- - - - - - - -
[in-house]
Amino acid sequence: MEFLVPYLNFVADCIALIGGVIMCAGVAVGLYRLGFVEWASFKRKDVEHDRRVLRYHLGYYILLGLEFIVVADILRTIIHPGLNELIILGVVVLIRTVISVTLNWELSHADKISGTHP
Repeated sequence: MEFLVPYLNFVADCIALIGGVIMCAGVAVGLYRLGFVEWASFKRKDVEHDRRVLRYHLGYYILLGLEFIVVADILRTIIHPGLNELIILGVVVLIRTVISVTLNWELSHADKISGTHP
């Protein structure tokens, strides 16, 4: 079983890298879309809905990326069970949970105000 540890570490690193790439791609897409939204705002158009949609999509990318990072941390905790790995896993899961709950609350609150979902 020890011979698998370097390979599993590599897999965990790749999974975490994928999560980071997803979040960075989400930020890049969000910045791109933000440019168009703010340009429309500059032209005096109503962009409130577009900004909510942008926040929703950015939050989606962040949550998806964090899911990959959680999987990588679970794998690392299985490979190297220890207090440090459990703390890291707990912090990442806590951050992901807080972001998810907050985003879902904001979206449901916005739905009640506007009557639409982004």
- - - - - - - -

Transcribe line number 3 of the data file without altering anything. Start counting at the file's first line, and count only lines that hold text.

Repeated sequence: MEFLVPYLNFVADCIALIGGVIMCAGVAVGLYRLGFVEWASFKRKDVEHDRRVLRYHLGYYILLGLEFIVVADILRTIIHPGLNELIILGVVVLIRTVISVTLNWELSHADKISGTHP